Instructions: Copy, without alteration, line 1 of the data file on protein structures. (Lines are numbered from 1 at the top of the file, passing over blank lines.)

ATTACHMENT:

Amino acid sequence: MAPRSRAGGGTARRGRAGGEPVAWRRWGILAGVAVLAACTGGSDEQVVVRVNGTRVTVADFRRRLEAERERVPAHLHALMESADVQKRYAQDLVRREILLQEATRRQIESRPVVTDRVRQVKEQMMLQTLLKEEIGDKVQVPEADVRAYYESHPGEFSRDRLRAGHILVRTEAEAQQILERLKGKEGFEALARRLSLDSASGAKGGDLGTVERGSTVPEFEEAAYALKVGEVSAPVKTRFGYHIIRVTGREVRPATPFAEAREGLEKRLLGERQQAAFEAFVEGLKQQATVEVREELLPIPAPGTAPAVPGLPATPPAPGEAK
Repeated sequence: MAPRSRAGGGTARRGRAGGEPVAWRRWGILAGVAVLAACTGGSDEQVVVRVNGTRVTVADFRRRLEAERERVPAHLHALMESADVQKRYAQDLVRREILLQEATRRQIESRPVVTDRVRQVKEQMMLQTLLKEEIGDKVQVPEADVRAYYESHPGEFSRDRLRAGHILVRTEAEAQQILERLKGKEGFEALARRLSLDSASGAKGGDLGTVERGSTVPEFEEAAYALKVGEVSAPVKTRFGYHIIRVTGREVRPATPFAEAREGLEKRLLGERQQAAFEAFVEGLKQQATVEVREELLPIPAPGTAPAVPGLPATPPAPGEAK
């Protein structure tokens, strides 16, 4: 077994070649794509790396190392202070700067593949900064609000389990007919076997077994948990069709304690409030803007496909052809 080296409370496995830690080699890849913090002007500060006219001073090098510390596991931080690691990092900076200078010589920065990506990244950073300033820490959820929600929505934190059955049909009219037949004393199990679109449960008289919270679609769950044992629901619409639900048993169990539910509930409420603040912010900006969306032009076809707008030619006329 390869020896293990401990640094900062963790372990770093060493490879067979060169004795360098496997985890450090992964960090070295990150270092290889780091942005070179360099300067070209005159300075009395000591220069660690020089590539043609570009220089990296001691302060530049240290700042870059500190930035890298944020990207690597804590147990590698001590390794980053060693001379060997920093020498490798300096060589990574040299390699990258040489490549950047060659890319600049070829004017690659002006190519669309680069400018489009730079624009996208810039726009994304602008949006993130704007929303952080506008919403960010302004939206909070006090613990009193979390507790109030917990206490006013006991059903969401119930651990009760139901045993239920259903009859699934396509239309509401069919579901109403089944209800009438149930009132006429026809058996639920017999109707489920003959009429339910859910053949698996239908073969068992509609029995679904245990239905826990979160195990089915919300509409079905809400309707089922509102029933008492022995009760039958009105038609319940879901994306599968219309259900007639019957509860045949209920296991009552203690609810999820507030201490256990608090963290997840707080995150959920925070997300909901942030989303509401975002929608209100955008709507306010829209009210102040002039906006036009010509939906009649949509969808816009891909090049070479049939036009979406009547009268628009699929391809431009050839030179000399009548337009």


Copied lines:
Amino acid sequence: MAPRSRAGGGTARRGRAGGEPVAWRRWGILAGVAVLAACTGGSDEQVVVRVNGTRVTVADFRRRLEAERERVPAHLHALMESADVQKRYAQDLVRREILLQEATRRQIESRPVVTDRVRQVKEQMMLQTLLKEEIGDKVQVPEADVRAYYESHPGEFSRDRLRAGHILVRTEAEAQQILERLKGKEGFEALARRLSLDSASGAKGGDLGTVERGSTVPEFEEAAYALKVGEVSAPVKTRFGYHIIRVTGREVRPATPFAEAREGLEKRLLGERQQAAFEAFVEGLKQQATVEVREELLPIPAPGTAPAVPGLPATPPAPGEAK